Power Jets W.1
After a period of indifference, in June 1939 a demonstration of the Power Jets WU was made before a delegation of the Air Ministry, notably Dr Pye, Director of Scientific Research. The demonstration was so successful that the Ministry quickly arranged to buy the engine to give Power Jets working capital, lending it back to them for testing.
At the same time, a contract was placed for a "flight engine", the W.1 (sometimes called the Whittle W.1). Designed by Frank Whittle and Power Jets, the W.1 was built under contract by British Thomson-Houston (BTH). Unlike the Whittle WU, that began bench testing in 1937, the W.1 was a symmetrical engine designed to facilitate, after development, installation in an aircraft. The W.1 used a double-sided centrifugal compressor of Hiduminium RR.59 alloy, reverse-flow combustion chambers and a water-cooled axial-flow turbine section; this was later modified to use air-cooling. The turbine blades were of Firth-Vickers Rex 78, a stainless steel developed under Dr. W. H Hatfield.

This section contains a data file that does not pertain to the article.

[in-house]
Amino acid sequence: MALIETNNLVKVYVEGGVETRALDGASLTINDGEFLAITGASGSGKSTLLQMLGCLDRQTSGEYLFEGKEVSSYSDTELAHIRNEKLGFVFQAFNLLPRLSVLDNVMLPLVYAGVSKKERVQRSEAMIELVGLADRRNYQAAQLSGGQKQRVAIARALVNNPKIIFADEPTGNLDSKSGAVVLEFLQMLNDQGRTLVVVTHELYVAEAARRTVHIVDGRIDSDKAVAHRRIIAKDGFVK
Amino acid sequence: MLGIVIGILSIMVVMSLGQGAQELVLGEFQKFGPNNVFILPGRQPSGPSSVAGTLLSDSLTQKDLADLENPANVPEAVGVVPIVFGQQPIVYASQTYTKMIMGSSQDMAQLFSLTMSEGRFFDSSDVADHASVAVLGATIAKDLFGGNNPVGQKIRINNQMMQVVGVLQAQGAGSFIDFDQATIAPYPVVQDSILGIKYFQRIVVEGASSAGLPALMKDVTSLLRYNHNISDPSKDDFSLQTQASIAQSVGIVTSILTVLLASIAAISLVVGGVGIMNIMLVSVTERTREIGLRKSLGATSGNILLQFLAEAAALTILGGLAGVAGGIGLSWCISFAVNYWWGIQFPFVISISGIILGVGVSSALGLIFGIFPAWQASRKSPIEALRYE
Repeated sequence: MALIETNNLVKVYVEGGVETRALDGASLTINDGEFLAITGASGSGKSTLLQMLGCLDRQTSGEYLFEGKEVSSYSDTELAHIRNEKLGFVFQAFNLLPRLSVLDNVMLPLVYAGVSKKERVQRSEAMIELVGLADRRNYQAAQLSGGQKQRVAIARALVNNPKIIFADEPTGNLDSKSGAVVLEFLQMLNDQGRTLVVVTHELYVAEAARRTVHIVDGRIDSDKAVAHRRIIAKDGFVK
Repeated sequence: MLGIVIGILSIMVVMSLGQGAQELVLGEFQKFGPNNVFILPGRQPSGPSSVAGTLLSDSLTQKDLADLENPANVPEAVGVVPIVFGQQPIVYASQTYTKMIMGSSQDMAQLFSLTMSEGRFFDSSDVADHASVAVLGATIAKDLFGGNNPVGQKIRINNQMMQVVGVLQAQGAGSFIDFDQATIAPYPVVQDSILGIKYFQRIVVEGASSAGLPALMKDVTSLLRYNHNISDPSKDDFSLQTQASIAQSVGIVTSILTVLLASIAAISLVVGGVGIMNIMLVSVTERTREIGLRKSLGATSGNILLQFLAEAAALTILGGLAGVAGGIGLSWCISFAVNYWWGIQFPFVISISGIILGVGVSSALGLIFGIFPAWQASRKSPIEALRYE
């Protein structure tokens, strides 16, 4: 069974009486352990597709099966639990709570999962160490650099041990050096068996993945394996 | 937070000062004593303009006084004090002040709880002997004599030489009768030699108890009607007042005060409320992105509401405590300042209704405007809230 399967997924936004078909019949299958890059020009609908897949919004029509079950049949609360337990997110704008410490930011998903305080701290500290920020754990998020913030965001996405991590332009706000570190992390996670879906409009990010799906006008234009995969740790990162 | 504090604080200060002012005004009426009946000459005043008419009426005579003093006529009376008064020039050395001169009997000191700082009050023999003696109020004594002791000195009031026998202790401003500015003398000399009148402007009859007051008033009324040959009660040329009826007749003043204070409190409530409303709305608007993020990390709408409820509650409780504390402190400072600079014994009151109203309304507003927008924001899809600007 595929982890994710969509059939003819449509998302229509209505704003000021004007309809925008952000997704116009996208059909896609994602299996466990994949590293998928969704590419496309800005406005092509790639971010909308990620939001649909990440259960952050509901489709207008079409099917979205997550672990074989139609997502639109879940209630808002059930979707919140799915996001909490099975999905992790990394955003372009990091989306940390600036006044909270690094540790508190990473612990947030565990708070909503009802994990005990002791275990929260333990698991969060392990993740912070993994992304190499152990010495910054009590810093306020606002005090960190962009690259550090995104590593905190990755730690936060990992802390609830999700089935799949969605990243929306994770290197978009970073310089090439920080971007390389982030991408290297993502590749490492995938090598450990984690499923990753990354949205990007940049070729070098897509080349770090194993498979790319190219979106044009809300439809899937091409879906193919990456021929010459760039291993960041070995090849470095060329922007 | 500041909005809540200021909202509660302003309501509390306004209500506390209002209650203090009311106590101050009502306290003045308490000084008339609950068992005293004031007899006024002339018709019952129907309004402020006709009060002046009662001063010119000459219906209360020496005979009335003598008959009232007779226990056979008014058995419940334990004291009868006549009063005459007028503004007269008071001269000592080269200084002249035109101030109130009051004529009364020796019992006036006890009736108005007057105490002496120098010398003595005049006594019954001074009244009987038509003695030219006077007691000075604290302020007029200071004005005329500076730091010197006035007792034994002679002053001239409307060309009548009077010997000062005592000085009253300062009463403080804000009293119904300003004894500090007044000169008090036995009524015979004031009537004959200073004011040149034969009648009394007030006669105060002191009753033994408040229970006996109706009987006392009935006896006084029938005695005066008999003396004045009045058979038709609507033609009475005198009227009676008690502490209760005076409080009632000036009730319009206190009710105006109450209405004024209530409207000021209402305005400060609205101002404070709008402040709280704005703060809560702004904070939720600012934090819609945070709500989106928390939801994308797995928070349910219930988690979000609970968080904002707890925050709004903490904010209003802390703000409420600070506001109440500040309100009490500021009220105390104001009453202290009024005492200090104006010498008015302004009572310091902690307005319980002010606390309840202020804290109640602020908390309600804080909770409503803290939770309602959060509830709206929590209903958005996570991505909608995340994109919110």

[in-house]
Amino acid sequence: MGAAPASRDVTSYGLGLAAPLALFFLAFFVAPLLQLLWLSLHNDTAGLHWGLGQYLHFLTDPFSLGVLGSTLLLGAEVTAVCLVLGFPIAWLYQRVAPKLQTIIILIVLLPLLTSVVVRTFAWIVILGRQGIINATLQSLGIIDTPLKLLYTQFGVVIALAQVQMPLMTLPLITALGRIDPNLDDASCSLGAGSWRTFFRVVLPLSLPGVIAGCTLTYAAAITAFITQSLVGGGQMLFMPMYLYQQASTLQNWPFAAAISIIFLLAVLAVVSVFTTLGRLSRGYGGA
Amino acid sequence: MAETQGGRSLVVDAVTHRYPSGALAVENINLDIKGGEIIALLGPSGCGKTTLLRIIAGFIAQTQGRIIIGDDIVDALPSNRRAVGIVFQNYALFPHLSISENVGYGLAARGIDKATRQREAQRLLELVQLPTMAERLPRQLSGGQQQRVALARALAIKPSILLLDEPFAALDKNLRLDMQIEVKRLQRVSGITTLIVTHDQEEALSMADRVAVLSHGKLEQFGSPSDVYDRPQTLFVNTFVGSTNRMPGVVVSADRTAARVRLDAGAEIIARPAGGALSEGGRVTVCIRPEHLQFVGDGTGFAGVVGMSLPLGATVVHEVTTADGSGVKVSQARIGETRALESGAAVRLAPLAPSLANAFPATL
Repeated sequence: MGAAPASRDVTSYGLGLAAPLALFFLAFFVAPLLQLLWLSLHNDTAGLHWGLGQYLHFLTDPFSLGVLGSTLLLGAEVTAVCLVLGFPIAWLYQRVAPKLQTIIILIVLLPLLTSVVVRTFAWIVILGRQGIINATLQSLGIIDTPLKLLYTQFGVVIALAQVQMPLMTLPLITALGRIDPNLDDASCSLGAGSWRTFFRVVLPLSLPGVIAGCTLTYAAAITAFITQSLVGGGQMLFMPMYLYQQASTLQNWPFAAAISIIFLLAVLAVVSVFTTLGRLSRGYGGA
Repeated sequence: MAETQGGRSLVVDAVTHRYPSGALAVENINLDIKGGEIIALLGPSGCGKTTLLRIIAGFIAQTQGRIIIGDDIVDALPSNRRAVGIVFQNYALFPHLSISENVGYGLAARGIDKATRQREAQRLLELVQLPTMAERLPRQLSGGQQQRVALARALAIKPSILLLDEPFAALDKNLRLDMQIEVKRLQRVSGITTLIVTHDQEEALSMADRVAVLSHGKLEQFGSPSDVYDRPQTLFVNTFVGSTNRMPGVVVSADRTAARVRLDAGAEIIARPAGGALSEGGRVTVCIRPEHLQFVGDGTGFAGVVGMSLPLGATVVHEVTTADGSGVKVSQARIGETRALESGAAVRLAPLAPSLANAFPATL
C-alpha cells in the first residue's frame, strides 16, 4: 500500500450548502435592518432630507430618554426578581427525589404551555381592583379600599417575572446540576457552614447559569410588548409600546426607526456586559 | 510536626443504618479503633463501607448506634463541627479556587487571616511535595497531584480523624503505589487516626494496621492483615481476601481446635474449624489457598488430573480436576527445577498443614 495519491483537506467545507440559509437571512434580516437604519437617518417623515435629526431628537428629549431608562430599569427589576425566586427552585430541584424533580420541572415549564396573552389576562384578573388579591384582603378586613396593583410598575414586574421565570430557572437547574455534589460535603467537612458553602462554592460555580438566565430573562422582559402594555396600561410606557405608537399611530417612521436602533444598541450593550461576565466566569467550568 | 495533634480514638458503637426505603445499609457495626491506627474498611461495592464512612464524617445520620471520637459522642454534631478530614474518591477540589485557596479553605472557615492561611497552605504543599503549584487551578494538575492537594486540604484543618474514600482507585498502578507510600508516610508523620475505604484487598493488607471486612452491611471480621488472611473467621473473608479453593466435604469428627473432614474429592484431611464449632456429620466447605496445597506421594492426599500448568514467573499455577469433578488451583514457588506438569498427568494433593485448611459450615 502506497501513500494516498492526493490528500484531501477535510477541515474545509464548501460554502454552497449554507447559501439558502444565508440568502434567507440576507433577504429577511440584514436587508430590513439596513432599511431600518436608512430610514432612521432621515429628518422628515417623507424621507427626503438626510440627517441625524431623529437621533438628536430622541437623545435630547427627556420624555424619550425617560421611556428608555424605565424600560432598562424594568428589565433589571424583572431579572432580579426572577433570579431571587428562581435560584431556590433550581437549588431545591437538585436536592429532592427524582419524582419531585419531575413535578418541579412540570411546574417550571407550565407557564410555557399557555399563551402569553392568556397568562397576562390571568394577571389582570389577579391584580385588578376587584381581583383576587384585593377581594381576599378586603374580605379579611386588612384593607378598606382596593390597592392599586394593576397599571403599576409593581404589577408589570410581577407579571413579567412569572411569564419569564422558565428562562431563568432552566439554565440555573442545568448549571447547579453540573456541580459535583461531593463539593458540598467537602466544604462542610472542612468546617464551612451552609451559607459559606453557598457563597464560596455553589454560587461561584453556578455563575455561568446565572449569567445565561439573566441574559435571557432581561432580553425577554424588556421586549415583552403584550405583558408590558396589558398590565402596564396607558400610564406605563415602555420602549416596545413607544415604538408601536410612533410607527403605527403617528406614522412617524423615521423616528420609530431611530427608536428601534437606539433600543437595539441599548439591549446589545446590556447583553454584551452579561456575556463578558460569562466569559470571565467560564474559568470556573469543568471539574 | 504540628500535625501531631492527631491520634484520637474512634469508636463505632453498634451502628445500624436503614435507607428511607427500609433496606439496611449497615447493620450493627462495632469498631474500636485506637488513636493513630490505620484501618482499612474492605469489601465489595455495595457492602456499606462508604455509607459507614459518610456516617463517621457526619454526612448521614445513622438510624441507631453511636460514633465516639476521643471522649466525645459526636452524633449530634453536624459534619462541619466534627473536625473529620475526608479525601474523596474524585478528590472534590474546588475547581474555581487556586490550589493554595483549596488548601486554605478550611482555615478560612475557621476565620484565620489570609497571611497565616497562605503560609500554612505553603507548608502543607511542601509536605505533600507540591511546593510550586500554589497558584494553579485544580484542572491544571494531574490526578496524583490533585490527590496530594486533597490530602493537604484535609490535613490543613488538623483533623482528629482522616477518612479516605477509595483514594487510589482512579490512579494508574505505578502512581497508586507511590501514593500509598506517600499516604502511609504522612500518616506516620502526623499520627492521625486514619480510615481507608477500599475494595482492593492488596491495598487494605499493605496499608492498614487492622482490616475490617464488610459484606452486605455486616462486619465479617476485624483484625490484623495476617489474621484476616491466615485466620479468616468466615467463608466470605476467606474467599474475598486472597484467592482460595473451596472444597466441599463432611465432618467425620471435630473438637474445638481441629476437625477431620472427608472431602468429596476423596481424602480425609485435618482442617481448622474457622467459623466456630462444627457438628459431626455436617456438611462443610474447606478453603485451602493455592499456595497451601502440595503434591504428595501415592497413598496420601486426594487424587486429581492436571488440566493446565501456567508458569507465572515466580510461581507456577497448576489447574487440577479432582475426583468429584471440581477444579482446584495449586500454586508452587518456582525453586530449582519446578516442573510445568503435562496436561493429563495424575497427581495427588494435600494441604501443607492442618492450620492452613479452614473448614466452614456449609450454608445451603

As development of the new design dragged on, it was decided to build a test unit "early engine" using any components that were deemed unairworthy along with test items. This was assembled to become the one-off W.1X.This officially unairworthy unit powered the Gloster E.28/39 on a short 'hop' during taxiing trials in April 1941, with flight trials taking place on 15 May 1941 at RAF Cranwell with a definitive W.1 engine.
The W.1A is preserved at the RAF College Cranwell, and the W.1X is at the Smithsonian Institution, Washington DC.
W.1 later development engine